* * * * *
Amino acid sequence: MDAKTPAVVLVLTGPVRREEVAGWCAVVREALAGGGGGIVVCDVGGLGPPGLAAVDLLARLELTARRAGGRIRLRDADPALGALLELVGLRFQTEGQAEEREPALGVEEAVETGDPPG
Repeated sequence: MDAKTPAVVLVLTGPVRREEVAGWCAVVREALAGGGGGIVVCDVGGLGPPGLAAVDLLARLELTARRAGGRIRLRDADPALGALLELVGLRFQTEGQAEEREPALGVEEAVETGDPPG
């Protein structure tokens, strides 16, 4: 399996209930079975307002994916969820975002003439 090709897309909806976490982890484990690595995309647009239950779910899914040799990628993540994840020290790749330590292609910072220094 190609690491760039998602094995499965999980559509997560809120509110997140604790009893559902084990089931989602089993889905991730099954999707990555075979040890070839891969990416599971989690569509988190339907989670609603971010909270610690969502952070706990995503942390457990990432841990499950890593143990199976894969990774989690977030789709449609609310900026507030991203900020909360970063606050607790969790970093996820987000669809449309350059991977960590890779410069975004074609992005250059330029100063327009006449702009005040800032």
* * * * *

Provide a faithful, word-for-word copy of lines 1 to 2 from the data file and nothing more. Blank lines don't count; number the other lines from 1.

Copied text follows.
Amino acid sequence: MDAKTPAVVLVLTGPVRREEVAGWCAVVREALAGGGGGIVVCDVGGLGPPGLAAVDLLARLELTARRAGGRIRLRDADPALGALLELVGLRFQTEGQAEEREPALGVEEAVETGDPPG
Repeated sequence: MDAKTPAVVLVLTGPVRREEVAGWCAVVREALAGGGGGIVVCDVGGLGPPGLAAVDLLARLELTARRAGGRIRLRDADPALGALLELVGLRFQTEGQAEEREPALGVEEAVETGDPPG